Up till 1849, the field of medicine was completely composed of men. Elizabeth Blackwell changed this by becoming the first female physician in America.
Elizabeth Blackwell’s Family
Blackwell was born in England on February 3, 1821. She was one among nine children born to Hannah Lane and Samuel Blackwell. Her family moved from Bristol, England, to Cincinnati, Ohio in 1832, and her father passed away in 1838, leaving the family impecunious.
Her Inspiration and Pursue
Blackwell’s passion for medicine was awakened when a dying friend told her that she would’ve suffered less if she was treated by a female physician. Blackwell initially worked as a schoolteacher, but after hearing this, she began applying to medical schools. She was rejected from all medical schools she applied to because of her gender. Finally, she was accepted into Geneva College, although her acceptance was supposed to be a joke.
Struggles due to sexism
Elizabeth faced many struggles in and out of college due to sexism. At college, she was often excluded from labs and forced to sit separately form other students. The townspeople shunned her for defying gender roles, yet she flourished in school, graduating first in her class and eventually earning the respect of her peers and professors.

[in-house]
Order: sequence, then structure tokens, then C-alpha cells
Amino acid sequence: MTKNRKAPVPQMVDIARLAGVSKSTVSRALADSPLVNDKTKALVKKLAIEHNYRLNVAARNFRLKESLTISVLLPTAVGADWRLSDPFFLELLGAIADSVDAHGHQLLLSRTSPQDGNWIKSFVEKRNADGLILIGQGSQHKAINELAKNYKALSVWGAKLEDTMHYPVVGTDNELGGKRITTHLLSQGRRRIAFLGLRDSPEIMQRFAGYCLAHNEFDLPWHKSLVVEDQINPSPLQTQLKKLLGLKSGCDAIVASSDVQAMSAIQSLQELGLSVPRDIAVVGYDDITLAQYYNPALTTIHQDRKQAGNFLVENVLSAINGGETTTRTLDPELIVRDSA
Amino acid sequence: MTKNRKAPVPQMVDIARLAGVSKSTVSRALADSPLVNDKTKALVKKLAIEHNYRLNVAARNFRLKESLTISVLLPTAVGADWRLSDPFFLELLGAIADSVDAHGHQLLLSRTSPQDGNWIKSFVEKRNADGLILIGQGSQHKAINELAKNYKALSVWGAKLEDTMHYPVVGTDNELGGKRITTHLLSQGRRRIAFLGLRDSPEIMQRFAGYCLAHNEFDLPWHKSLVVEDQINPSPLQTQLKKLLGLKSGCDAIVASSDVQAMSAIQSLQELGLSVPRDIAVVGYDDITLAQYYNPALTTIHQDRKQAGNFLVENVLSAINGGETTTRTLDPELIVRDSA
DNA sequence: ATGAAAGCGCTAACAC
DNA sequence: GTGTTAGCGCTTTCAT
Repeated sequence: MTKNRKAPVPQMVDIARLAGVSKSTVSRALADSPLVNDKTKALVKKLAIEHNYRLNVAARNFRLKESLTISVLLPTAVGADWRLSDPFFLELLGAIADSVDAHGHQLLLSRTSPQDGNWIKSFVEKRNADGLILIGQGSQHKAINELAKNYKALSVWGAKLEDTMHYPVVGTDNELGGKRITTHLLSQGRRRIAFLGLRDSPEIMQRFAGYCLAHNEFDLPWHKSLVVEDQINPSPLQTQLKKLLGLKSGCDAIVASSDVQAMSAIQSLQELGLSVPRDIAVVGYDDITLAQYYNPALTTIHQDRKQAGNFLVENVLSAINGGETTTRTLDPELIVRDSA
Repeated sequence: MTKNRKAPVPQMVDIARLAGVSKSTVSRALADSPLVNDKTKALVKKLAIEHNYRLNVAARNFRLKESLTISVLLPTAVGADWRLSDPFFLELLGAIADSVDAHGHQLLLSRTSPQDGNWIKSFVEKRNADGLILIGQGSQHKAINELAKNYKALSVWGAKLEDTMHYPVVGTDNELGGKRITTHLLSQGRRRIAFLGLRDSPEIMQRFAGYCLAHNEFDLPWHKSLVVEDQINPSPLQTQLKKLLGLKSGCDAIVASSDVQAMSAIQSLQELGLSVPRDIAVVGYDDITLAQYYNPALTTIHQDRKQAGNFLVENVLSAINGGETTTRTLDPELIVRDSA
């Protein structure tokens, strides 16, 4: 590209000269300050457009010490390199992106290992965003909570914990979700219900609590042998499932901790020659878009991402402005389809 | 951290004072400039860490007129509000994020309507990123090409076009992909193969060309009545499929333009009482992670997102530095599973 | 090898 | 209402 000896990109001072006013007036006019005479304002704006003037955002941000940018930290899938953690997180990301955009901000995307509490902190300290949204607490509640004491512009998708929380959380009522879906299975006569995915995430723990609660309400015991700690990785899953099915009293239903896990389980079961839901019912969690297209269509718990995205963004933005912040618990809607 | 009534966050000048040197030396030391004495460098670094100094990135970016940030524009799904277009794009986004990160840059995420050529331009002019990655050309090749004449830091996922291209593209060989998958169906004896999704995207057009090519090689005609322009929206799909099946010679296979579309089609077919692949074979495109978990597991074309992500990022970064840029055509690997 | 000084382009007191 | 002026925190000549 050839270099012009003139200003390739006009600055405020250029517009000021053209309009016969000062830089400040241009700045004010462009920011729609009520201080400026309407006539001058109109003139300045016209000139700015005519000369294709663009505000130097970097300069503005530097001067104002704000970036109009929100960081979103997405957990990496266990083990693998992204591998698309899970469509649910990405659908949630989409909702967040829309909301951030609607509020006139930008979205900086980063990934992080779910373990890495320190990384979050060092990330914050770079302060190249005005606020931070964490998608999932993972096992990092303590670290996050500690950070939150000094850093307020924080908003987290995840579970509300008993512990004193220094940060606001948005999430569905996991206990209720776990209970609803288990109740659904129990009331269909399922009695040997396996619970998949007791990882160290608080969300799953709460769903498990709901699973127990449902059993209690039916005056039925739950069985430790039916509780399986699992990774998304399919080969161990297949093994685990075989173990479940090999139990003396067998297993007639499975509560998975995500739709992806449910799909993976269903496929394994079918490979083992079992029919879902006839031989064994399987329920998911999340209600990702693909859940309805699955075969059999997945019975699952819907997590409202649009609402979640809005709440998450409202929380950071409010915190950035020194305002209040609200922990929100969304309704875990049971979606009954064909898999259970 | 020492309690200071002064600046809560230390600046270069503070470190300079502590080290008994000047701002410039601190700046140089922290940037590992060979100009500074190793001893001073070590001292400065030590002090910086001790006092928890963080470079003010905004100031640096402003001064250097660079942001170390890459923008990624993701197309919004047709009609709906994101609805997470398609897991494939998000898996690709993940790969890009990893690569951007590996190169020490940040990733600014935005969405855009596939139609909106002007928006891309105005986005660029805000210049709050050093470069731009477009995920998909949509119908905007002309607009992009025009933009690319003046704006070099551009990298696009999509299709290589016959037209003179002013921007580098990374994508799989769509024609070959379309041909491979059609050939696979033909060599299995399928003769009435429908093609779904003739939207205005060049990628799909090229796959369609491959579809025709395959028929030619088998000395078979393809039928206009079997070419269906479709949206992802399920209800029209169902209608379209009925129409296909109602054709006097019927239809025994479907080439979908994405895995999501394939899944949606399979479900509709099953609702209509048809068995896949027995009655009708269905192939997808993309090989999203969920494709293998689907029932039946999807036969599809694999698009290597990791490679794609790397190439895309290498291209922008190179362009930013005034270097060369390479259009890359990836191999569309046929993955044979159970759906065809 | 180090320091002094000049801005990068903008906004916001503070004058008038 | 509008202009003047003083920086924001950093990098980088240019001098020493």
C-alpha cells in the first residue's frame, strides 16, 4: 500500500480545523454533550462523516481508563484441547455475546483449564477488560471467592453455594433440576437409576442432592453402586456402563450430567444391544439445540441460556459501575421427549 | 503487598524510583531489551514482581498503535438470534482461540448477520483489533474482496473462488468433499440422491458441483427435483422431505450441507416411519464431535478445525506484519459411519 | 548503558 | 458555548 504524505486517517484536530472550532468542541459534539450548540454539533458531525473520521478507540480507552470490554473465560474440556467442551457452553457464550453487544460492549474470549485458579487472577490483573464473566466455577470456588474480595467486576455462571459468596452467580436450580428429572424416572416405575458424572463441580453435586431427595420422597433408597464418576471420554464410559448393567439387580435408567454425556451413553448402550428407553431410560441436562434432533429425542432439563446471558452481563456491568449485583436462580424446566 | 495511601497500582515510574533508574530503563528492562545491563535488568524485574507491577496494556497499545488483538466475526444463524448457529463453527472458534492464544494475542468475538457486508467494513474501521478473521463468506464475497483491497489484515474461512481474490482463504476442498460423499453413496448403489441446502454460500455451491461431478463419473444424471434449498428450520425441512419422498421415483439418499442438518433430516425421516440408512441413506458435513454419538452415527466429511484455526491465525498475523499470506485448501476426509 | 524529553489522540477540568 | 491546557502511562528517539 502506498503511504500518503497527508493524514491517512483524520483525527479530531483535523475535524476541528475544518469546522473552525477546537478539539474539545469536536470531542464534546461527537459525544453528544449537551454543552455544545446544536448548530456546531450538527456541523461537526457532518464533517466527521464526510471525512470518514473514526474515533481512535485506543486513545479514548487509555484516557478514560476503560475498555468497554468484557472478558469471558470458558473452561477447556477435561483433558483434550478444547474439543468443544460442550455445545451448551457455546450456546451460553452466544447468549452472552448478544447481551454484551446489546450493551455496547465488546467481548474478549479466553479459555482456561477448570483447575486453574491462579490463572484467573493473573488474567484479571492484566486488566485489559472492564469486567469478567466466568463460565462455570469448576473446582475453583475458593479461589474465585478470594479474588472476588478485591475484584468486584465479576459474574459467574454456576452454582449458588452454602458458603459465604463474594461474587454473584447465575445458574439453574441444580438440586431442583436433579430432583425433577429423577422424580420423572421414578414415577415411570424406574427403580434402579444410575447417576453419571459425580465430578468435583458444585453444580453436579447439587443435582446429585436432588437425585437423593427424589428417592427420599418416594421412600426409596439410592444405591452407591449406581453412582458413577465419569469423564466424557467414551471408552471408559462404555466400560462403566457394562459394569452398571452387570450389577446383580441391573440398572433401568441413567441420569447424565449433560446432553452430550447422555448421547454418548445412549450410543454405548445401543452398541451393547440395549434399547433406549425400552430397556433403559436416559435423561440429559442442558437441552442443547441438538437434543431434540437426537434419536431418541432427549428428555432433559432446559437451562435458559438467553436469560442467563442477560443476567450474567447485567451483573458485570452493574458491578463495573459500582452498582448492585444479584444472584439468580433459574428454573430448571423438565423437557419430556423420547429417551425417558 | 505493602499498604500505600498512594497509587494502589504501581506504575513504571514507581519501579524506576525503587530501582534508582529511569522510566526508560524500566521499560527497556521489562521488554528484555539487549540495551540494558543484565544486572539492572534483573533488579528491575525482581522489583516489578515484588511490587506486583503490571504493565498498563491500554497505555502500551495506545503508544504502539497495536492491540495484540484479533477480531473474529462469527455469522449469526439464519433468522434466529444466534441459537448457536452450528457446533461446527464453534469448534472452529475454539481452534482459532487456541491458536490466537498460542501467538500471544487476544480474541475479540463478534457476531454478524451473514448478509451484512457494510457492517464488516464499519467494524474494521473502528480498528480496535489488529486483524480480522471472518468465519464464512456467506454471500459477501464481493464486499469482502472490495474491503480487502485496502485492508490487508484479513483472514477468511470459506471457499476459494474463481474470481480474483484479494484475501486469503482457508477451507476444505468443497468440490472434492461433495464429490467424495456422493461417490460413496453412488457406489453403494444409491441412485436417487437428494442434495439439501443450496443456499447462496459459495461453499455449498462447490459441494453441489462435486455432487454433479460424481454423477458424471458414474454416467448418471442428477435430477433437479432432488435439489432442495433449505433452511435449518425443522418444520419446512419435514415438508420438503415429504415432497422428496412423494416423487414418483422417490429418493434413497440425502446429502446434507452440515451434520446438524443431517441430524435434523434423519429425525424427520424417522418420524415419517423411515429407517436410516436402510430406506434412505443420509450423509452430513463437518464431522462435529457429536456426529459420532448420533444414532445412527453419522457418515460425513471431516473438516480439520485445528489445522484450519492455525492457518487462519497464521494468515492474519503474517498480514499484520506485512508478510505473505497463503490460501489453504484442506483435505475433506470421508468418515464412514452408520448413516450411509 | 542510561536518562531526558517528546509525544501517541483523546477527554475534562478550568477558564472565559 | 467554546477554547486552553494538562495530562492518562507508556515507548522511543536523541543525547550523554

After graduating in 1849, she continued her training in London and Paris hospitals, but returned to NY in 1851. There, she opened a small clinic to treat poor women. In 1857, along with her sister Dr. Emily Blackwell and colleague Dr. Marie Zakrzewska, she expanded her clinic into the New York Infirmary for Indigent Women and Children. During the Civil war, she and her sister trained nurses. Finally, in 1868, she opened a medical college in NYC, and in 1869 she placed her sister in charge, returning permanently to London, where she became a professor of gynecology at the new London School of Medicine for Women. There, Blackwell helped found the National Health Society and wrote many books, one of which being an autobiography, Pioneer Work in Opening the Medical Profession to Women.
Elizabeth Blackwell opened the gate of medicine for women in America by becoming the first woman to graduate medical school and become a doctor there. Her actions showed other aspiring female doctors that they could defy gender roles and follow their dreams. We owe our thanks to Blackwell for opening the gates for the approximately 359,409 female doctors in America today.